Baking bread at home might have been made a little easier, as Panasonic makes the bread maker easier and more inclusive.
Lockdown hasn’t always been friendly, but if there’s one constant you can find beyond all the complaints and frustration, it’s that so many of us have become accustomed to baking bread.
Whether you dabbled before or only started last year when lockdowns became a thing, bread baking has become a go-to activity for many an Australian, at one point selling out packs of flour and yeast, and getting more people to embrace their inner baker and sourdough maker.
Bread is one of those things so many of us can’t live without, and given it can be made simply using only a few ingredients, it’s also an easy thing to integrate into our lives. Daily bread is always nice, whether it’s made for a sandwich, or toasted with a spot of butter or jam (or even ham), and it’s especially nice to wake up to the smell of when it has been cooking. Nothing fills the home quite like the smell of bread.
While there are sure to be a few inedible loaves, one way to cut back on the failures is to try hardware built for this purpose, with a bread machine able to deliver regularity in loaves, something you can find from a variety of manufacturers.
Panasonic has been working on bread makers for over 30 years, and this week, has released a new variant of its bread maker, focusing on improvements to bread making that account for dough rising and fermentation, while also including automatic programs that cater to more tastes and requirements, including gluten-free options.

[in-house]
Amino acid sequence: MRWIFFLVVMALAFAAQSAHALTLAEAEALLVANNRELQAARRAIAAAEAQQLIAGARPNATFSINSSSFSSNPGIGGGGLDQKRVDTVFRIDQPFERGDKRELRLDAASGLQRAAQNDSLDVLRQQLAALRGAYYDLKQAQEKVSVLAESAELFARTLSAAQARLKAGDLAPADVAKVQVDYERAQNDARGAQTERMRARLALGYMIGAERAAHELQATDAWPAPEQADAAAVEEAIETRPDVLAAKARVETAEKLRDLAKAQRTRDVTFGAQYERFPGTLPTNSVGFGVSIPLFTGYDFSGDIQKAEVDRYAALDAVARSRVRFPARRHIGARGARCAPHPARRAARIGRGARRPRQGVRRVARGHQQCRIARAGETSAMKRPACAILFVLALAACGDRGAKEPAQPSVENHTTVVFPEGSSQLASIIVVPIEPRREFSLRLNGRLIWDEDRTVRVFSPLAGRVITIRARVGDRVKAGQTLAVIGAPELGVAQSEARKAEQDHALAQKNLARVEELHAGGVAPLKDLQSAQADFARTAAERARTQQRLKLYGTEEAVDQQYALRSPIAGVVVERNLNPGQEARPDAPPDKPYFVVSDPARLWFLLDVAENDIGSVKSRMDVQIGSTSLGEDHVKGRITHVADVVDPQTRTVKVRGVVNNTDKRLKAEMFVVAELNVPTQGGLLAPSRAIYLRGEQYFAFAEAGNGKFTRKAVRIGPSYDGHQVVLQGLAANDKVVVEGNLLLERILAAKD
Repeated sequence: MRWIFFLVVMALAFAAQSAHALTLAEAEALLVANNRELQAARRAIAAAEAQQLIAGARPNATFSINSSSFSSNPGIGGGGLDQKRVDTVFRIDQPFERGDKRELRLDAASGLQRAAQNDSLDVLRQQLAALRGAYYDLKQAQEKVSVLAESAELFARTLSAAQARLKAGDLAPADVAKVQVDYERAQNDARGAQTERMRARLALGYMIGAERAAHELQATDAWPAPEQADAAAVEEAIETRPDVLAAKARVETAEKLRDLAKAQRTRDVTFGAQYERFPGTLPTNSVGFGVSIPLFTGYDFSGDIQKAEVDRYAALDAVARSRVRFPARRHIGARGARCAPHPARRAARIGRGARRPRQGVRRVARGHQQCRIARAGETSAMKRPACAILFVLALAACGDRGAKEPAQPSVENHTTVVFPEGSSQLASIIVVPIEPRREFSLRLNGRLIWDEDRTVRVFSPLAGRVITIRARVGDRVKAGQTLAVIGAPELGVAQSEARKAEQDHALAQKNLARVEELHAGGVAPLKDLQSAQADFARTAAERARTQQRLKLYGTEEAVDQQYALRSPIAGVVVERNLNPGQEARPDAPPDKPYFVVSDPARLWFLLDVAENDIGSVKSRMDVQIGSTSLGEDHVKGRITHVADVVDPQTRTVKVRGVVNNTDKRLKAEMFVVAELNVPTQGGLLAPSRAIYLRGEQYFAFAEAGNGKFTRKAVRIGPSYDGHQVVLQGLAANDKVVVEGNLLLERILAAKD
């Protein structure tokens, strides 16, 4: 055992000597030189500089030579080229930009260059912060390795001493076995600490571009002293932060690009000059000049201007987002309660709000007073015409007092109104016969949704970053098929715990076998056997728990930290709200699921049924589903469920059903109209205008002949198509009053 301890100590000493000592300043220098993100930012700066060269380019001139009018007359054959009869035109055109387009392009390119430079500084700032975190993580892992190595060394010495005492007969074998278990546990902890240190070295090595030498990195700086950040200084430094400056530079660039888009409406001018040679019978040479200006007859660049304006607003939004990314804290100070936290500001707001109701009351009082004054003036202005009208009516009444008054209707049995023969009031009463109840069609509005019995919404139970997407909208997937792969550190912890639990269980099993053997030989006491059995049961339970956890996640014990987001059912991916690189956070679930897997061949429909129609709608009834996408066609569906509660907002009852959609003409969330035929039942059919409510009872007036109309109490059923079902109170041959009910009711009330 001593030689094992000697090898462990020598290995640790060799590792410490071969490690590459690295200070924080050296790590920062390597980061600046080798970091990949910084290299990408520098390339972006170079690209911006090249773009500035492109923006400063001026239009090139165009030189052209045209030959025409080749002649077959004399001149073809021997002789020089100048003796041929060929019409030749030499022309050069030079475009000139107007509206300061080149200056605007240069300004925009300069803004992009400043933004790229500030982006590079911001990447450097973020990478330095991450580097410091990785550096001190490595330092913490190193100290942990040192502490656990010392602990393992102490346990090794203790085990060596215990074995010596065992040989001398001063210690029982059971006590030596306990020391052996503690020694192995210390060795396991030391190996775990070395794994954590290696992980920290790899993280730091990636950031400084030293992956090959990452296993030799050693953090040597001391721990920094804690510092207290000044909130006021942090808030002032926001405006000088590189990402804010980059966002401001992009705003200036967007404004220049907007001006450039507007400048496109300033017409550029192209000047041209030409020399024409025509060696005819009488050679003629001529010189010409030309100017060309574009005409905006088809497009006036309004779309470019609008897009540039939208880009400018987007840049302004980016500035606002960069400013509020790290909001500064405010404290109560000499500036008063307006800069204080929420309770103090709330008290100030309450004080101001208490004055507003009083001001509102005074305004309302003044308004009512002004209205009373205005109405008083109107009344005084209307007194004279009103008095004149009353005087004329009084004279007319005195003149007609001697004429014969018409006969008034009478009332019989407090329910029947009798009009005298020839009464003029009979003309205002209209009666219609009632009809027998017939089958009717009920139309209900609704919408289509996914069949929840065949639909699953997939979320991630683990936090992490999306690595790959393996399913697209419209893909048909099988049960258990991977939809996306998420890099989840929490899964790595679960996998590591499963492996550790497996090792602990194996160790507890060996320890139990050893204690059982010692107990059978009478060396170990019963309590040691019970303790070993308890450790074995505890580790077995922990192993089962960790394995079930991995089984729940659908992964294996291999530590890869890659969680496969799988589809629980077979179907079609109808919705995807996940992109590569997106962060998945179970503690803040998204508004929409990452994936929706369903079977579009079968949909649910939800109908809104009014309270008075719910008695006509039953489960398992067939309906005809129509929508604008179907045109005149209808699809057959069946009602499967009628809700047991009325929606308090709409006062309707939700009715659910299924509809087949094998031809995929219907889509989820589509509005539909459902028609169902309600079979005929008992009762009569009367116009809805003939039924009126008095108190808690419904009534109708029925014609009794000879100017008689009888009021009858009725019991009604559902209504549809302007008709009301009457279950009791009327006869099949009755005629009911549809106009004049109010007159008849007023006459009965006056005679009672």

“Panasonic was the first brand to sell bread makers worldwide, starting 34 years ago, and since then we have been applying our knowledge in kitchen appliance technology to deliver the best bread makers on the market that are suitable for all users and lifestyles,” said Ginger Yu, Product Marketing Manager for Appliances at Panasonic Australia.
The latest in the range is the SD-R2530, a bread maker that probably needs a better name, but does come with a lot of features, supporting 30 automatic programs including the sweet and rich brioche, the lockdown favourite of sourdough, something for the home cafe with raisin bread, and even gluten-free options. Much like other bread makers, it supports making doughs useful for other needs, such as pizza dough and pasta dough, and can also handle jam and compote, which aren’t breads, but can be made using similar processes.
Panasonic’s SD-R2530 uses two sensors to time its cook properly, with one for the room temperature and one for the internal temperature, controlling the rough rising and resting times before cooking, while an automated dispenser takes care of additions such as raisins or nuts, or perhaps something more exotic.
“Whether you suffer from gluten intolerance or prefer gluten-free options, are a creative baker that enjoys the freedom of any recipe without the hassles and mess, or are health-conscious about preservatives from pre-made foods, the SD-R2530 Bread Maker will fulfill your needs,” she said.
Panasonic also has another variant on the way, offering the SD-YR2550 Bread Maker, which bundles in a yeast dispenser to add yeast to a specific moment during the dough cycle, aimed at folks looking for a more perfectly controlled loaf.
Both should be heading to stores shortly, however, with the extra yeast dispenser model in the Panasonic SD-YR2550 costing $439 in stainless steel only, while the Panasonic SD-R2530 is available in either black or white for $359.